Deccan Chronicle | An anatomy of fate: two lives, one story

"Like the color of my skin
Or the day that I grow old
My life is made of patterns
That can scarcely be controlled"
(Patterns, Simon and Garfunkel, 1966).

Is life made of chaos or patterns too big for us to discern? Much rests on divine sleight in playwright Poile Sengupta's Alipha, as a story slowly unravels through the eyes of two people. She teaches the alphabet (alipha) to children, drawing them out in the sand with a stick in a schoolroom that doesn't even contain a blackboard. He is the son of a politician, crudely sensual, perhaps violent and thoroughly entitled. These two people have nothing in common although their lives are hopelessly intertwined. In Alipha, however, there are no teary-eyed meetings or fiery crisis points: life goes on, telling its stories, leaving us with more questions than answers.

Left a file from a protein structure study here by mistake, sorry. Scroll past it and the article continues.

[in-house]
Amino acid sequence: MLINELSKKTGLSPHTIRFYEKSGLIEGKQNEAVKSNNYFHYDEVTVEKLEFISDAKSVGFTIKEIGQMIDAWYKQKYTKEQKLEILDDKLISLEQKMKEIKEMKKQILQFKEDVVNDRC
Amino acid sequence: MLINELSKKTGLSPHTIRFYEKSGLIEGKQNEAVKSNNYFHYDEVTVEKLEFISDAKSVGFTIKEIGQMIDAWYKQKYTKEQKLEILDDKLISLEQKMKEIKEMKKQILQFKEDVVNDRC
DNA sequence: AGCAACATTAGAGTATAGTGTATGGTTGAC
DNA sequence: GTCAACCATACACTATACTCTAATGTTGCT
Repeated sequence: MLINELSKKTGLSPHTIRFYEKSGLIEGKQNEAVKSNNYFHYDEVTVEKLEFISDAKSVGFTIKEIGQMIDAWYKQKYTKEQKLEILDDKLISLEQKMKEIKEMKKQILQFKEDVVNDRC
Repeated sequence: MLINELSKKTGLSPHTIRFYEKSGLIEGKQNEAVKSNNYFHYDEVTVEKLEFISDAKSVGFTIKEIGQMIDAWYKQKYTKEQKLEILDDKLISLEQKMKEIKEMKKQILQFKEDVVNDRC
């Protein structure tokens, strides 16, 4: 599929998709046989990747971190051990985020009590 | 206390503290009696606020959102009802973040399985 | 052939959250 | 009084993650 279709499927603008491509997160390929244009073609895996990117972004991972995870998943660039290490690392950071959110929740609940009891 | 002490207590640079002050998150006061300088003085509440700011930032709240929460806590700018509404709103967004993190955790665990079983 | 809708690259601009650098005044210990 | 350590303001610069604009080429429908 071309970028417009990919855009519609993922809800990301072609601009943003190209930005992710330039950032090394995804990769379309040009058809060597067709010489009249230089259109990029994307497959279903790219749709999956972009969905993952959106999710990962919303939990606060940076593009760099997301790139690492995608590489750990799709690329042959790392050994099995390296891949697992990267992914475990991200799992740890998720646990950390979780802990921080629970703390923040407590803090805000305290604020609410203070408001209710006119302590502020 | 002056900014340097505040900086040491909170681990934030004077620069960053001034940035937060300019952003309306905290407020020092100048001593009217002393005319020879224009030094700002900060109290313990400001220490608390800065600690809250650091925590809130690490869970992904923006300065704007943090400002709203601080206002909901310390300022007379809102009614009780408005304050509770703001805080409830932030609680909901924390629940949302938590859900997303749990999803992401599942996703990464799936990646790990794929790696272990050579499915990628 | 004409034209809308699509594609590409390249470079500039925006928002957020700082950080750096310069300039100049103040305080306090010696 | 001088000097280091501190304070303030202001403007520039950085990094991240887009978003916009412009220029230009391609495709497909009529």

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Jagriti is a Performance Arts space dedicated to Theatre, Music, Dance and Comedy. Founded in 2011 by Arundhati and Jagdish Raja, the space has hosted several productions from India and around the world. A 200-seat theatre, built around a full-thrust stage, it is fully equipped to cater to both artistes and audience. The main stage is designed for intimate performances with adjoining spaces for informal lectures and gatherings. Jagriti is owned and operated by the not-for-profit ART Foundation, a registered charitable trust.

The Rooftop - above the main auditorium is an open-to-sky space with a staging area that can accommodate about 50 people. A raised and walled off platform can work as a perfect area for puppet theatre. The Rooftop has a restroom and a pantry. 

The Terrace - alongside the auditorium, the Terrace can accommodate about 20 people as an informal gathering area.

Lumbini - extending out from the foyer, Lumbini has a stage and an open-to-sky terraced space for about 80 people.